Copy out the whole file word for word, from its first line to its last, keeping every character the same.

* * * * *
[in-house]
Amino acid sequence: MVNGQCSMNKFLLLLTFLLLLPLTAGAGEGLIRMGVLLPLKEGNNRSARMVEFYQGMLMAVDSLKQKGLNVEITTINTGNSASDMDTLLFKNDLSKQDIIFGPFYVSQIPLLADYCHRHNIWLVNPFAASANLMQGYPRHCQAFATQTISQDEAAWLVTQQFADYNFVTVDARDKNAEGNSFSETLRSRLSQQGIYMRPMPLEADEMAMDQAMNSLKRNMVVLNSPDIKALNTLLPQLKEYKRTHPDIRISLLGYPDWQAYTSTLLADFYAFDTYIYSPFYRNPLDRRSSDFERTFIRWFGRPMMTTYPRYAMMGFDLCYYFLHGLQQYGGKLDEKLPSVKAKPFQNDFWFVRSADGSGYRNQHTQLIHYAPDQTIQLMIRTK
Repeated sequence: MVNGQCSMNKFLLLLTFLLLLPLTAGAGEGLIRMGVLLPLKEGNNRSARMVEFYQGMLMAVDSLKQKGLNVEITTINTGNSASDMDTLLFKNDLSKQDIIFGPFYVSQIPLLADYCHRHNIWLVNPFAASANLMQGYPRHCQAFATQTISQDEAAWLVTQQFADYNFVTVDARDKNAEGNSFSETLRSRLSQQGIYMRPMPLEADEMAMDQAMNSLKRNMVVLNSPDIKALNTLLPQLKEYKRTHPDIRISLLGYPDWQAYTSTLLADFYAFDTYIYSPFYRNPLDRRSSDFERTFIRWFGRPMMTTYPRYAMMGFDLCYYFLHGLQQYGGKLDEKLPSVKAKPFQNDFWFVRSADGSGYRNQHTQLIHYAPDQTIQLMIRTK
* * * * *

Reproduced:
[in-house]
Amino acid sequence: MVNGQCSMNKFLLLLTFLLLLPLTAGAGEGLIRMGVLLPLKEGNNRSARMVEFYQGMLMAVDSLKQKGLNVEITTINTGNSASDMDTLLFKNDLSKQDIIFGPFYVSQIPLLADYCHRHNIWLVNPFAASANLMQGYPRHCQAFATQTISQDEAAWLVTQQFADYNFVTVDARDKNAEGNSFSETLRSRLSQQGIYMRPMPLEADEMAMDQAMNSLKRNMVVLNSPDIKALNTLLPQLKEYKRTHPDIRISLLGYPDWQAYTSTLLADFYAFDTYIYSPFYRNPLDRRSSDFERTFIRWFGRPMMTTYPRYAMMGFDLCYYFLHGLQQYGGKLDEKLPSVKAKPFQNDFWFVRSADGSGYRNQHTQLIHYAPDQTIQLMIRTK
Repeated sequence: MVNGQCSMNKFLLLLTFLLLLPLTAGAGEGLIRMGVLLPLKEGNNRSARMVEFYQGMLMAVDSLKQKGLNVEITTINTGNSASDMDTLLFKNDLSKQDIIFGPFYVSQIPLLADYCHRHNIWLVNPFAASANLMQGYPRHCQAFATQTISQDEAAWLVTQQFADYNFVTVDARDKNAEGNSFSETLRSRLSQQGIYMRPMPLEADEMAMDQAMNSLKRNMVVLNSPDIKALNTLLPQLKEYKRTHPDIRISLLGYPDWQAYTSTLLADFYAFDTYIYSPFYRNPLDRRSSDFERTFIRWFGRPMMTTYPRYAMMGFDLCYYFLHGLQQYGGKLDEKLPSVKAKPFQNDFWFVRSADGSGYRNQHTQLIHYAPDQTIQLMIRTK